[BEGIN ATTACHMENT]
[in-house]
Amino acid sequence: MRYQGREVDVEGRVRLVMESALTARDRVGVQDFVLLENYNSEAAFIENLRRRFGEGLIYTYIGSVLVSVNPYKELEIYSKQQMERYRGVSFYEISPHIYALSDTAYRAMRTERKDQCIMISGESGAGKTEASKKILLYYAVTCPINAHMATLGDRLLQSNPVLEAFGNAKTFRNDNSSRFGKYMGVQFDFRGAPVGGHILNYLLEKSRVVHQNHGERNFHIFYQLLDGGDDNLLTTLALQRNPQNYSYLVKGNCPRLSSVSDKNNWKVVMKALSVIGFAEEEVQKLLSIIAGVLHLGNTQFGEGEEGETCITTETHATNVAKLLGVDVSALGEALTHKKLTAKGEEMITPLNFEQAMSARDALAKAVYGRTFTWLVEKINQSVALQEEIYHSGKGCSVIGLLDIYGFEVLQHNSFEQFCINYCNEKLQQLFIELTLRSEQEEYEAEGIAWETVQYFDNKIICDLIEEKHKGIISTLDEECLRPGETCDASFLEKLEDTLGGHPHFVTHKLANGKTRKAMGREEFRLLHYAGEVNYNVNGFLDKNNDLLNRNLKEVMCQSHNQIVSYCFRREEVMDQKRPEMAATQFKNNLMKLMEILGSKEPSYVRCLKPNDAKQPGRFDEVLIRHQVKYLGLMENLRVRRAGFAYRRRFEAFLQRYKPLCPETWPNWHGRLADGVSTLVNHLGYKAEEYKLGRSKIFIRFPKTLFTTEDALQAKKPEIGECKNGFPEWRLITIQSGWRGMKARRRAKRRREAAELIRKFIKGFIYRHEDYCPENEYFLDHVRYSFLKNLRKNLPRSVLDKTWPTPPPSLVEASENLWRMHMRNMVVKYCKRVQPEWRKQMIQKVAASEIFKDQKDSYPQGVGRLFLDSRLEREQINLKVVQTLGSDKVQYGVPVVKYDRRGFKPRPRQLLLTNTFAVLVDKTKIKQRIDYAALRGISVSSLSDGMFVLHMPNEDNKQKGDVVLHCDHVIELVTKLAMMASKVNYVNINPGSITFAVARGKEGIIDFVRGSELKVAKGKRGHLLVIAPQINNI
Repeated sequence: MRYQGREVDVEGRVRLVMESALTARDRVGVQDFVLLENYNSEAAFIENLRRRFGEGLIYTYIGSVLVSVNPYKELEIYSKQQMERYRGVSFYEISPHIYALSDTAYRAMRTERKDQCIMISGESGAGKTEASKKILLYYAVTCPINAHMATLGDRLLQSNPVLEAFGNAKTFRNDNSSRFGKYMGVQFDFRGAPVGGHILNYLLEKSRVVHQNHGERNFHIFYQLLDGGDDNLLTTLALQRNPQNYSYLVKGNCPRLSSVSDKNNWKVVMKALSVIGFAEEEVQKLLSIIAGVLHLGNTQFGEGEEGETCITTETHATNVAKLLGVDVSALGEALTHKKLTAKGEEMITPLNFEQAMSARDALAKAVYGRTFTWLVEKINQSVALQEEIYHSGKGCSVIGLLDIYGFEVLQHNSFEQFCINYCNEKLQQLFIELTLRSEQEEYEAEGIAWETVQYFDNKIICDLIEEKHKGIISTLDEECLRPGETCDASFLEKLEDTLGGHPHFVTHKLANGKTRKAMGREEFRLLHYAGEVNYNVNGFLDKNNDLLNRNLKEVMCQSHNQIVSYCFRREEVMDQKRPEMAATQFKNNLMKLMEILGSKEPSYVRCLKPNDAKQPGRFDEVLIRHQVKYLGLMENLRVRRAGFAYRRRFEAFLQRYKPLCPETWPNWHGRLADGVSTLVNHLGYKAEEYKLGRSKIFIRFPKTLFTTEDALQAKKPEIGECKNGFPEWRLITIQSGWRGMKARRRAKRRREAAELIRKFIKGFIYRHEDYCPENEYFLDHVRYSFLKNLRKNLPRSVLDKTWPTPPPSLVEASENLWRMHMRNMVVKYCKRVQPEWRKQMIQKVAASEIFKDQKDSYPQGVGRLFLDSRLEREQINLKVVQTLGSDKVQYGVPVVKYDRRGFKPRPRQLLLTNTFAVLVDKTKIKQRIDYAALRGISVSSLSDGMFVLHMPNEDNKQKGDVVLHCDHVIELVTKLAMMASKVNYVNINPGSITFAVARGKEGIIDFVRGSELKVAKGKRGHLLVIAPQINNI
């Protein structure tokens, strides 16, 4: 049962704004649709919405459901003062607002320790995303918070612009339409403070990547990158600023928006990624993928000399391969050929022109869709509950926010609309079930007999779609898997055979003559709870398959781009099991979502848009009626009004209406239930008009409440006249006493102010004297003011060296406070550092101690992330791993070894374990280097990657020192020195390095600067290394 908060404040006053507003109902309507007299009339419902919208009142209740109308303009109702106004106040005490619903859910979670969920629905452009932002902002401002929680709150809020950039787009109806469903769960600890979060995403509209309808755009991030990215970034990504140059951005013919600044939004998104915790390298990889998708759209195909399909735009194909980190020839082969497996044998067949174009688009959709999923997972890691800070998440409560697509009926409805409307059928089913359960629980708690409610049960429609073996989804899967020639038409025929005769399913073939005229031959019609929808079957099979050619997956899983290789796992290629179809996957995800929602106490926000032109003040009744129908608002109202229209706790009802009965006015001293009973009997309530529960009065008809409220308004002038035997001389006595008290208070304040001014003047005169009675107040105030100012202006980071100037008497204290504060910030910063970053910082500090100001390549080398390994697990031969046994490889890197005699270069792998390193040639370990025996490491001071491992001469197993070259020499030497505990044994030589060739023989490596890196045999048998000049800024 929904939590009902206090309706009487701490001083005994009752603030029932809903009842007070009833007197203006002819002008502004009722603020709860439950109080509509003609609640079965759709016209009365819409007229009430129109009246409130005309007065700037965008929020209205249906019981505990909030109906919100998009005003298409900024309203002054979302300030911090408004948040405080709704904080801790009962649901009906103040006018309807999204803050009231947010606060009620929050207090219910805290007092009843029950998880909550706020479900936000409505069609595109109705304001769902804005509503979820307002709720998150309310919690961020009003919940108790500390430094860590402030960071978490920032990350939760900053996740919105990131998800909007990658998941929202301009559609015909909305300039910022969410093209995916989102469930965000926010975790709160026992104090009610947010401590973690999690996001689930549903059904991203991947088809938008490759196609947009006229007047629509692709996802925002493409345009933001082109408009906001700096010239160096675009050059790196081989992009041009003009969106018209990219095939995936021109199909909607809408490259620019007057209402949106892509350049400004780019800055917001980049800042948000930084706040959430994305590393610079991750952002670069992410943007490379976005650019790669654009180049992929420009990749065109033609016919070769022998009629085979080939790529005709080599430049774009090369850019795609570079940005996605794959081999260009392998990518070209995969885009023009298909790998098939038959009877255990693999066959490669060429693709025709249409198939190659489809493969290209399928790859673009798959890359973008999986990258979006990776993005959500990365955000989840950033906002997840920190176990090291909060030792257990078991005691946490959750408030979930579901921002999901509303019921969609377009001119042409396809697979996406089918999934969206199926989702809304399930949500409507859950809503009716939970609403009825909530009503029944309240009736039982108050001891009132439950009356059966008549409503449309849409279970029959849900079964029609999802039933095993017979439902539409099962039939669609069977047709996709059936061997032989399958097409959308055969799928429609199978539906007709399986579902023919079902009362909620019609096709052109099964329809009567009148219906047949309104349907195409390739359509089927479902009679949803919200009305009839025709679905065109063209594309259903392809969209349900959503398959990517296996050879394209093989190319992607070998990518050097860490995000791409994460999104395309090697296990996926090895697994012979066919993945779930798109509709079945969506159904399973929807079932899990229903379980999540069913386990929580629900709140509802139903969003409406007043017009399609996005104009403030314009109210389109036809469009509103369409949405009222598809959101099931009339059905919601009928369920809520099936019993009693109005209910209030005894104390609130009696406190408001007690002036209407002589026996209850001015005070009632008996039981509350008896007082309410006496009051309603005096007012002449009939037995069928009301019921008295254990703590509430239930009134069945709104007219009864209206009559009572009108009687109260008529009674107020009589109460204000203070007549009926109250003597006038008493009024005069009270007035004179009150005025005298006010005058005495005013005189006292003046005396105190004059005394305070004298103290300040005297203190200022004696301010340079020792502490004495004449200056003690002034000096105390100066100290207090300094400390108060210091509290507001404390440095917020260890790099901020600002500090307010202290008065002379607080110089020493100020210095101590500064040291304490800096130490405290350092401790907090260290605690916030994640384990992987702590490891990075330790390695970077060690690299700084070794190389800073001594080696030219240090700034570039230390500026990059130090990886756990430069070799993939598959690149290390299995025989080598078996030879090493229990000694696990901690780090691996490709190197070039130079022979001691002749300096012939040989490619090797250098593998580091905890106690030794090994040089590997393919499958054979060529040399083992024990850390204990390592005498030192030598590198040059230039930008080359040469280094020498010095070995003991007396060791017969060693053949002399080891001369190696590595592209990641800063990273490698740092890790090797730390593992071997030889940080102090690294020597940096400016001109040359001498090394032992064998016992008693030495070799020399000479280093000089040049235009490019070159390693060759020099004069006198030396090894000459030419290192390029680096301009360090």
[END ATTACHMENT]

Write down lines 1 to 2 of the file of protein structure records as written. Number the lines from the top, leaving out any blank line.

[in-house]
Amino acid sequence: MRYQGREVDVEGRVRLVMESALTARDRVGVQDFVLLENYNSEAAFIENLRRRFGEGLIYTYIGSVLVSVNPYKELEIYSKQQMERYRGVSFYEISPHIYALSDTAYRAMRTERKDQCIMISGESGAGKTEASKKILLYYAVTCPINAHMATLGDRLLQSNPVLEAFGNAKTFRNDNSSRFGKYMGVQFDFRGAPVGGHILNYLLEKSRVVHQNHGERNFHIFYQLLDGGDDNLLTTLALQRNPQNYSYLVKGNCPRLSSVSDKNNWKVVMKALSVIGFAEEEVQKLLSIIAGVLHLGNTQFGEGEEGETCITTETHATNVAKLLGVDVSALGEALTHKKLTAKGEEMITPLNFEQAMSARDALAKAVYGRTFTWLVEKINQSVALQEEIYHSGKGCSVIGLLDIYGFEVLQHNSFEQFCINYCNEKLQQLFIELTLRSEQEEYEAEGIAWETVQYFDNKIICDLIEEKHKGIISTLDEECLRPGETCDASFLEKLEDTLGGHPHFVTHKLANGKTRKAMGREEFRLLHYAGEVNYNVNGFLDKNNDLLNRNLKEVMCQSHNQIVSYCFRREEVMDQKRPEMAATQFKNNLMKLMEILGSKEPSYVRCLKPNDAKQPGRFDEVLIRHQVKYLGLMENLRVRRAGFAYRRRFEAFLQRYKPLCPETWPNWHGRLADGVSTLVNHLGYKAEEYKLGRSKIFIRFPKTLFTTEDALQAKKPEIGECKNGFPEWRLITIQSGWRGMKARRRAKRRREAAELIRKFIKGFIYRHEDYCPENEYFLDHVRYSFLKNLRKNLPRSVLDKTWPTPPPSLVEASENLWRMHMRNMVVKYCKRVQPEWRKQMIQKVAASEIFKDQKDSYPQGVGRLFLDSRLEREQINLKVVQTLGSDKVQYGVPVVKYDRRGFKPRPRQLLLTNTFAVLVDKTKIKQRIDYAALRGISVSSLSDGMFVLHMPNEDNKQKGDVVLHCDHVIELVTKLAMMASKVNYVNINPGSITFAVARGKEGIIDFVRGSELKVAKGKRGHLLVIAPQINNI